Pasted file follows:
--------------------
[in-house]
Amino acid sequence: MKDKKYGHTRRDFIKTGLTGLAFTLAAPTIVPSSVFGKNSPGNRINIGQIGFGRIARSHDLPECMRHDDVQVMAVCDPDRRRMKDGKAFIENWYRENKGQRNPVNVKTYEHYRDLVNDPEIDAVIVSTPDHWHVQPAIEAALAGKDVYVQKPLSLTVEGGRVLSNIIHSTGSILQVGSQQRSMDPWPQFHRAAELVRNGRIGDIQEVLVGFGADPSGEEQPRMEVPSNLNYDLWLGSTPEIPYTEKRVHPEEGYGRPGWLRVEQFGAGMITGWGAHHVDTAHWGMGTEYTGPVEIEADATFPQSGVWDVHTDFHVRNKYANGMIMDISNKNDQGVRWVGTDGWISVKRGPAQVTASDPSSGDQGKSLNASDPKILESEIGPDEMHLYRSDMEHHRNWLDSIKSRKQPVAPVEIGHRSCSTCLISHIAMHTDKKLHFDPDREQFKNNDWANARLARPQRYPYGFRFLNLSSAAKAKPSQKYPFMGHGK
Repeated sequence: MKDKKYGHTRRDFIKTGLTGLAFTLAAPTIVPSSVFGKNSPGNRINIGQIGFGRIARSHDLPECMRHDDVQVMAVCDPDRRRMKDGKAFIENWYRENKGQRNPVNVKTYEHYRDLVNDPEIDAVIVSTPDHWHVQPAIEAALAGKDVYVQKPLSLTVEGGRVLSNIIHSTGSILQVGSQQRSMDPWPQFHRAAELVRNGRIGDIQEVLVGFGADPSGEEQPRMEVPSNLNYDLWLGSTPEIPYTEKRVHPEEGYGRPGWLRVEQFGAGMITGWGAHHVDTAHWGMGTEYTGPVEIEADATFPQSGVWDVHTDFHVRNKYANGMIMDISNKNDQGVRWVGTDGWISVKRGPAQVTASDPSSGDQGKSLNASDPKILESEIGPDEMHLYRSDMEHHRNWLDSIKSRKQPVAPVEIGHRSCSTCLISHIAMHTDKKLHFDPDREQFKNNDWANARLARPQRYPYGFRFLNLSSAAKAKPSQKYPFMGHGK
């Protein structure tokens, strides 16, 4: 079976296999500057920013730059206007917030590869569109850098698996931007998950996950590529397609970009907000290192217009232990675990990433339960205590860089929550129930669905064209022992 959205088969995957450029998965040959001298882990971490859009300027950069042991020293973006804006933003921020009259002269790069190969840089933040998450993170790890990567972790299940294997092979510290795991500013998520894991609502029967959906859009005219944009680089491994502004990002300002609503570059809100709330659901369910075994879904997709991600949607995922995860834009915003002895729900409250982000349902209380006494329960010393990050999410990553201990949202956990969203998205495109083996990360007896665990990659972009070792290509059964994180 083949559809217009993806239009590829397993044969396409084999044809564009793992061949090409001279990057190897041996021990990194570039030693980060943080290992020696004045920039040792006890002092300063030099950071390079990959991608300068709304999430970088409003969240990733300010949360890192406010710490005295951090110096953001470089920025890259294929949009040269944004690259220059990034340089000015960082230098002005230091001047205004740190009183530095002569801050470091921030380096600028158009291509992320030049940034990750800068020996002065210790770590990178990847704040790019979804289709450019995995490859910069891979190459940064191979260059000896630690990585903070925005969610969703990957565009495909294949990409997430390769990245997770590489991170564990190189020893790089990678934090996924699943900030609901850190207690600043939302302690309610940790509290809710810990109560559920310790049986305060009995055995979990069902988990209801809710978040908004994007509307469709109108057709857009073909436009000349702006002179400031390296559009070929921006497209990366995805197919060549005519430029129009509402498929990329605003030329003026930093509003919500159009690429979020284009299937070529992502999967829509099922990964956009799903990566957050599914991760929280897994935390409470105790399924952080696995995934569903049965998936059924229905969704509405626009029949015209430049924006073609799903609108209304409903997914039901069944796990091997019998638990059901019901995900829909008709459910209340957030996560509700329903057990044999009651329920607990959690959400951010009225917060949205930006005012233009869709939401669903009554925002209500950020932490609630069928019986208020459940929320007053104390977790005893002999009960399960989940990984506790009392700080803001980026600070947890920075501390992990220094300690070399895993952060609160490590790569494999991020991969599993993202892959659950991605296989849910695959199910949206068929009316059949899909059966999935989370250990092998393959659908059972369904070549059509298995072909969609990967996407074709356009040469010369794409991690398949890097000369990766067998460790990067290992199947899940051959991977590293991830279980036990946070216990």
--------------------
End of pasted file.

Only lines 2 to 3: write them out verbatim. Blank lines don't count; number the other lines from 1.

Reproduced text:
Amino acid sequence: MKDKKYGHTRRDFIKTGLTGLAFTLAAPTIVPSSVFGKNSPGNRINIGQIGFGRIARSHDLPECMRHDDVQVMAVCDPDRRRMKDGKAFIENWYRENKGQRNPVNVKTYEHYRDLVNDPEIDAVIVSTPDHWHVQPAIEAALAGKDVYVQKPLSLTVEGGRVLSNIIHSTGSILQVGSQQRSMDPWPQFHRAAELVRNGRIGDIQEVLVGFGADPSGEEQPRMEVPSNLNYDLWLGSTPEIPYTEKRVHPEEGYGRPGWLRVEQFGAGMITGWGAHHVDTAHWGMGTEYTGPVEIEADATFPQSGVWDVHTDFHVRNKYANGMIMDISNKNDQGVRWVGTDGWISVKRGPAQVTASDPSSGDQGKSLNASDPKILESEIGPDEMHLYRSDMEHHRNWLDSIKSRKQPVAPVEIGHRSCSTCLISHIAMHTDKKLHFDPDREQFKNNDWANARLARPQRYPYGFRFLNLSSAAKAKPSQKYPFMGHGK
Repeated sequence: MKDKKYGHTRRDFIKTGLTGLAFTLAAPTIVPSSVFGKNSPGNRINIGQIGFGRIARSHDLPECMRHDDVQVMAVCDPDRRRMKDGKAFIENWYRENKGQRNPVNVKTYEHYRDLVNDPEIDAVIVSTPDHWHVQPAIEAALAGKDVYVQKPLSLTVEGGRVLSNIIHSTGSILQVGSQQRSMDPWPQFHRAAELVRNGRIGDIQEVLVGFGADPSGEEQPRMEVPSNLNYDLWLGSTPEIPYTEKRVHPEEGYGRPGWLRVEQFGAGMITGWGAHHVDTAHWGMGTEYTGPVEIEADATFPQSGVWDVHTDFHVRNKYANGMIMDISNKNDQGVRWVGTDGWISVKRGPAQVTASDPSSGDQGKSLNASDPKILESEIGPDEMHLYRSDMEHHRNWLDSIKSRKQPVAPVEIGHRSCSTCLISHIAMHTDKKLHFDPDREQFKNNDWANARLARPQRYPYGFRFLNLSSAAKAKPSQKYPFMGHGK